[is definitely better then alternatives](https://blog.kentcdodds.com/making-your-ui-tests-resilient-to-change-d37a6ee37269).
### High-level Overview API
Originally, the library only provided
```
queryByTestId
```
as a utility as suggested in my blog post “[Making your UI tests resilient to change](https://blog.kentcdodds.com/making-your-ui-tests-resilient-to-change-d37a6ee37269)”. But thanks to feedback on that blog post from [Bergé Greg](https://medium.com/u/2210cd491fe0) as well as inspiration from [a fantastic (and short!) talk](https://www.youtube.com/watch?v=qfnkDyHVJzs&feature=youtu.be&t=5h39m19s) by [Jamie White](https://medium.com/u/76c97151e2a6), I added several more and now I’m even happier with this solution.
You can read more about the library and its APIs in [the official docs](https://github.com/kentcdodds/react-testing-library). Here’s a high-level overview of what this library gives you:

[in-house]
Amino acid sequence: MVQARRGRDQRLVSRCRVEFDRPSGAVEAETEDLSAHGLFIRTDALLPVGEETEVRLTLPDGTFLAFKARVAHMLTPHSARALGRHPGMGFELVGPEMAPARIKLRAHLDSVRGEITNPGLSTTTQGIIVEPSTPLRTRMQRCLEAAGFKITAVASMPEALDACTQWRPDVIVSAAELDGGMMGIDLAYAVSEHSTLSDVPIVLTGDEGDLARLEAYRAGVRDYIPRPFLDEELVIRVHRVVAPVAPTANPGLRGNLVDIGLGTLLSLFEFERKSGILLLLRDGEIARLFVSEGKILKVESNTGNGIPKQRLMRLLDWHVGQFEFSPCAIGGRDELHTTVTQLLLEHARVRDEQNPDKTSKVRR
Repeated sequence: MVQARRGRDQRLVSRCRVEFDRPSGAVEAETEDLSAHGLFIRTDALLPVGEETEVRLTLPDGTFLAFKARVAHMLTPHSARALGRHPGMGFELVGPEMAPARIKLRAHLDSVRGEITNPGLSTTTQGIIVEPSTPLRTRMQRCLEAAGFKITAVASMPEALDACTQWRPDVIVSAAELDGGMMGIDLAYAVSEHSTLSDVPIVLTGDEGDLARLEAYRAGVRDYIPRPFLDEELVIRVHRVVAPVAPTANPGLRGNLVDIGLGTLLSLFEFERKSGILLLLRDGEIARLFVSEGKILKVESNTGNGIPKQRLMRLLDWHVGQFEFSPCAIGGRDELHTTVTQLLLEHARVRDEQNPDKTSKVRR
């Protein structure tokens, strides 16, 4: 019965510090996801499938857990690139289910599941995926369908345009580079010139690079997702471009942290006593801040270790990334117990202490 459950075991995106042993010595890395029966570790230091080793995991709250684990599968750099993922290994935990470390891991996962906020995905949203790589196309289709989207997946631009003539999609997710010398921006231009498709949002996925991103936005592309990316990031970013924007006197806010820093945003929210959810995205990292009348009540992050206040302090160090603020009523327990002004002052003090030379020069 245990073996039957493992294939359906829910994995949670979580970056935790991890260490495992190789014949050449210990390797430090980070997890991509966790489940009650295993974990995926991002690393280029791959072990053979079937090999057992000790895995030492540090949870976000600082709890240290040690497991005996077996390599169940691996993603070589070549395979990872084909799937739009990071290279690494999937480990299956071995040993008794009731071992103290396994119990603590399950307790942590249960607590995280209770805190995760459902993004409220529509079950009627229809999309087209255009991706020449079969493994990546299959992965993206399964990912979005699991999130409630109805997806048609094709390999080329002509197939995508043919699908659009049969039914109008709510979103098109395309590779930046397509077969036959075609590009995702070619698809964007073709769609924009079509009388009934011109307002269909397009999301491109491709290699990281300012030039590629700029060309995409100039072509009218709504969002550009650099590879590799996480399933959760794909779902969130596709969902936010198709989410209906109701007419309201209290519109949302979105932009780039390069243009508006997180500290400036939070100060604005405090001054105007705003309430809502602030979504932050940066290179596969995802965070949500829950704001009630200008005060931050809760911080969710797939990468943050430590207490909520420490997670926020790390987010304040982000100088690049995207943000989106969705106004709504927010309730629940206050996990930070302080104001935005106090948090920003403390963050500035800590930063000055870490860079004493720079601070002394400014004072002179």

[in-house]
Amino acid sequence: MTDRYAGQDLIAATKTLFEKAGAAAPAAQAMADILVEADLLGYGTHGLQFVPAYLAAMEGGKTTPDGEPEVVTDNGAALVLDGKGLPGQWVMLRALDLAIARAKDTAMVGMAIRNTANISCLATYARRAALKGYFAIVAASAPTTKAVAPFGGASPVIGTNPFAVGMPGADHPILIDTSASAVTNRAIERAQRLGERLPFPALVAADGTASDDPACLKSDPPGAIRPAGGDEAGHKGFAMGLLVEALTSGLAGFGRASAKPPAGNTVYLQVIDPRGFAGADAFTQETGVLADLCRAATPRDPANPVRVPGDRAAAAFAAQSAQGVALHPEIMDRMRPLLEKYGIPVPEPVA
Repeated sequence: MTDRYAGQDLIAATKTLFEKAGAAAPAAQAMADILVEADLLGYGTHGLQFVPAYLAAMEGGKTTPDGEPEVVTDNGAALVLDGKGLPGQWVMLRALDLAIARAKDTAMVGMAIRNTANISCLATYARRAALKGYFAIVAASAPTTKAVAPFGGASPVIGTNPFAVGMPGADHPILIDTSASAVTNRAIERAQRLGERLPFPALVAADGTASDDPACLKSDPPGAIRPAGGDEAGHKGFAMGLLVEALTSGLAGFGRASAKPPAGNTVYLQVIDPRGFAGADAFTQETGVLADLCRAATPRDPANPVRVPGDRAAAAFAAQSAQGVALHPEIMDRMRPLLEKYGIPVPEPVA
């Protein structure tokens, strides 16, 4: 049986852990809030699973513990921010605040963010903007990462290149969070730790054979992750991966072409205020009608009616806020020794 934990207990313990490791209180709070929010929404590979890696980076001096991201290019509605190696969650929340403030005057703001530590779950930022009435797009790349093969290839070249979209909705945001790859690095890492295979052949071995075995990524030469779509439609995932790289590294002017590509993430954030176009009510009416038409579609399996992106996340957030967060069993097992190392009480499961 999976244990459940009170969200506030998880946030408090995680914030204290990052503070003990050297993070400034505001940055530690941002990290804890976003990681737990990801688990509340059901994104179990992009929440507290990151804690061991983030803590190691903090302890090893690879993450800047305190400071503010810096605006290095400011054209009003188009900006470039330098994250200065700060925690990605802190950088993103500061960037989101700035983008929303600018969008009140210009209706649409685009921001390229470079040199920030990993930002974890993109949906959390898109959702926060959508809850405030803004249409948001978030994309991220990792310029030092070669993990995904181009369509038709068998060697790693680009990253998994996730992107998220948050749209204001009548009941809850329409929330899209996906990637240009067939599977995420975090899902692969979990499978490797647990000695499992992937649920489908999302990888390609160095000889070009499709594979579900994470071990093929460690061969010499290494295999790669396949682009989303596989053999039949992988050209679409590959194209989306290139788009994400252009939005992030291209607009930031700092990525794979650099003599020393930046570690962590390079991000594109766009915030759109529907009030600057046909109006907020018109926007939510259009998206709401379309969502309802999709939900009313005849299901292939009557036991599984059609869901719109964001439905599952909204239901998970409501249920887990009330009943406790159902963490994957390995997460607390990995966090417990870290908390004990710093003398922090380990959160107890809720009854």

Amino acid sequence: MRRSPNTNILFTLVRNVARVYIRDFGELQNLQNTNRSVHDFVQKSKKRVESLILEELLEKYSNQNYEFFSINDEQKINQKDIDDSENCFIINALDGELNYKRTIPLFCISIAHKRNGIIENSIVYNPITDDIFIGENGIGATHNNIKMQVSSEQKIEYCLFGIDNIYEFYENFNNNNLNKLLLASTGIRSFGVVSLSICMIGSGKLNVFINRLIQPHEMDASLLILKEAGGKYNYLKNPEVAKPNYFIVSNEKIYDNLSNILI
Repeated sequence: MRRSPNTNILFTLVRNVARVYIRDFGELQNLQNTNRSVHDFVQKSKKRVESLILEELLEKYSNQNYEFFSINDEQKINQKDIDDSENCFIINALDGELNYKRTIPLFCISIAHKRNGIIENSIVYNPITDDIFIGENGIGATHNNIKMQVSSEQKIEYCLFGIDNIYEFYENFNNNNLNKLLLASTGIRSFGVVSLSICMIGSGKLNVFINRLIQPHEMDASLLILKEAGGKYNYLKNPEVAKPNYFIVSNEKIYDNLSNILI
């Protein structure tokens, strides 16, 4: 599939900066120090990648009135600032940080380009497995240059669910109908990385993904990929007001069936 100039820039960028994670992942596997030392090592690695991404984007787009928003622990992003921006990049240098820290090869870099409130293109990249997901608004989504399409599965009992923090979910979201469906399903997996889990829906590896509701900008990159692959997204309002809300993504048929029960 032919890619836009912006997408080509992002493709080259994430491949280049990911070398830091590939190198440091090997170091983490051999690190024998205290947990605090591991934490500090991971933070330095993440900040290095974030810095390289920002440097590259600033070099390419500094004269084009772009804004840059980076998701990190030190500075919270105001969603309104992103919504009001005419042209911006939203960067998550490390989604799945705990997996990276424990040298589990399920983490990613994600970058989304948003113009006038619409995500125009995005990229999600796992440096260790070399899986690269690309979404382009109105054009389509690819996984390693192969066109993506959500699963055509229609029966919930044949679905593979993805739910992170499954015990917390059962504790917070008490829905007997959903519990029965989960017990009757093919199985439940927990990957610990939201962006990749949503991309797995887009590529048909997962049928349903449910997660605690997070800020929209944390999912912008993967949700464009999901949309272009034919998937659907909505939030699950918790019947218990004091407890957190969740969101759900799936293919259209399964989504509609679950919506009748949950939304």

* ```
[Simulate](https://github.com/kentcdodds/react-testing-library/blob/fd2df8d18652786a95bce34741180137f9d2cef2/README.md#simulate)
```
: a re-export from the
```
Simulate
```
utility from [the](https://reactjs.org/docs/test-utils.html#simulate)
```
[react-dom/test-utils](https://reactjs.org/docs/test-utils.html#simulate)
```
[](https://reactjs.org/docs/test-utils.html#simulate)
```
[Simulate](https://reactjs.org/docs/test-utils.html#simulate)
```
[object](https://reactjs.org/docs/test-utils.html#simulate).
* ```
[wait](https://github.com/kentcdodds/react-testing-library/blob/fd2df8d18652786a95bce34741180137f9d2cef2/README.md#wait)
```
: allows you to wait for a non-deterministic period of time in your tests. Normally you should [mock out API requests](https://github.com/kentcdodds/react-testing-library/blob/master/src/__tests__/fetch.js) or [animations](https://github.com/kentcdodds/react-testing-library/blob/master/src/__tests__/mock.react-transition-group.js), but even if you're dealing with immediately resolved promises, you'll need your tests to wait for the next tick of the event loop and